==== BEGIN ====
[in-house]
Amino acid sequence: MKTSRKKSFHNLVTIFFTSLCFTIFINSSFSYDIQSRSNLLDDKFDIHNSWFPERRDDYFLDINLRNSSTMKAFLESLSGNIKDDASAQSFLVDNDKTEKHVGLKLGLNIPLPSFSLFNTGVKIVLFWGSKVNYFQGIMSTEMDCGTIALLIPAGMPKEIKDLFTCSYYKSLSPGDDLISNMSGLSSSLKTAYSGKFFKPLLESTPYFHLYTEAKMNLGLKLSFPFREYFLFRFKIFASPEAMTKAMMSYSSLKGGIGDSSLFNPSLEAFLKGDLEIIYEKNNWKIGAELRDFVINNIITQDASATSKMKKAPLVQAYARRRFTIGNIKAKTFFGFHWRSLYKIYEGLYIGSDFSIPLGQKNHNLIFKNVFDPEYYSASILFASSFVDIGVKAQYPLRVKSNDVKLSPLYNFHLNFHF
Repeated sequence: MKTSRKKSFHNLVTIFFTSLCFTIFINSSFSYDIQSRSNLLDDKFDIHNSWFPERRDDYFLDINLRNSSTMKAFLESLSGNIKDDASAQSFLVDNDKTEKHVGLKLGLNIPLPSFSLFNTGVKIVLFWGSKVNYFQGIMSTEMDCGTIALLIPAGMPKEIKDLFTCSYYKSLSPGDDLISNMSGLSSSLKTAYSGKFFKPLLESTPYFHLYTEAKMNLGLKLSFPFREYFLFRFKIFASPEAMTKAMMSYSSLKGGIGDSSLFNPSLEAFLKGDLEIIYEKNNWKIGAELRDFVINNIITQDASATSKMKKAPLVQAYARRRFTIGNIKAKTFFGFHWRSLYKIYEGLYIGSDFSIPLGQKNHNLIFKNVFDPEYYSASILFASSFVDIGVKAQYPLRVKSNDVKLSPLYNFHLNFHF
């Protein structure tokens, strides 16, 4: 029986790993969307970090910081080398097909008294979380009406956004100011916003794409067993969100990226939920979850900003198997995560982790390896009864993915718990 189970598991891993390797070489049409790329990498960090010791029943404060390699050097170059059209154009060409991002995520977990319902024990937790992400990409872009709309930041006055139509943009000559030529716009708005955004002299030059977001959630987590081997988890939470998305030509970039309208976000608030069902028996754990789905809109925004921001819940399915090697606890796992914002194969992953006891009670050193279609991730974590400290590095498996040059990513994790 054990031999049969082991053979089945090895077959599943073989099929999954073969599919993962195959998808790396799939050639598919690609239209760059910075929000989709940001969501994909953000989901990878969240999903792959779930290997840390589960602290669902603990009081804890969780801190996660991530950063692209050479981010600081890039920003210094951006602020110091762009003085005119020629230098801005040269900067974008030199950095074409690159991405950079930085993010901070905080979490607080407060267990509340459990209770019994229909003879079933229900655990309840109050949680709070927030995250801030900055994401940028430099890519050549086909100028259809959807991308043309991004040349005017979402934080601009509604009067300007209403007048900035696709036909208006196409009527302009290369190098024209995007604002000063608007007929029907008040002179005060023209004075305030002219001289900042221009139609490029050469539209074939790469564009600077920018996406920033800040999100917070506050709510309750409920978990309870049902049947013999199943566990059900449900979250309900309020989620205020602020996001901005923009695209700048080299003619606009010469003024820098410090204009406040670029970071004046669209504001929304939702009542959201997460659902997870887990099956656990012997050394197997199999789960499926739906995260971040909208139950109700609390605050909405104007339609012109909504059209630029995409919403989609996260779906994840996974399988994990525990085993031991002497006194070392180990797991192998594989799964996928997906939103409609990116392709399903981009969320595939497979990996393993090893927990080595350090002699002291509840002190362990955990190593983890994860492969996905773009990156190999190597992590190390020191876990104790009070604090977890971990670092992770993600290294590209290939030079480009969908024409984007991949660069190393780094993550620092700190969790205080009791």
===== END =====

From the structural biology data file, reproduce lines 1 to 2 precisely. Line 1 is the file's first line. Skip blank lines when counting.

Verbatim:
[in-house]
Amino acid sequence: MKTSRKKSFHNLVTIFFTSLCFTIFINSSFSYDIQSRSNLLDDKFDIHNSWFPERRDDYFLDINLRNSSTMKAFLESLSGNIKDDASAQSFLVDNDKTEKHVGLKLGLNIPLPSFSLFNTGVKIVLFWGSKVNYFQGIMSTEMDCGTIALLIPAGMPKEIKDLFTCSYYKSLSPGDDLISNMSGLSSSLKTAYSGKFFKPLLESTPYFHLYTEAKMNLGLKLSFPFREYFLFRFKIFASPEAMTKAMMSYSSLKGGIGDSSLFNPSLEAFLKGDLEIIYEKNNWKIGAELRDFVINNIITQDASATSKMKKAPLVQAYARRRFTIGNIKAKTFFGFHWRSLYKIYEGLYIGSDFSIPLGQKNHNLIFKNVFDPEYYSASILFASSFVDIGVKAQYPLRVKSNDVKLSPLYNFHLNFHF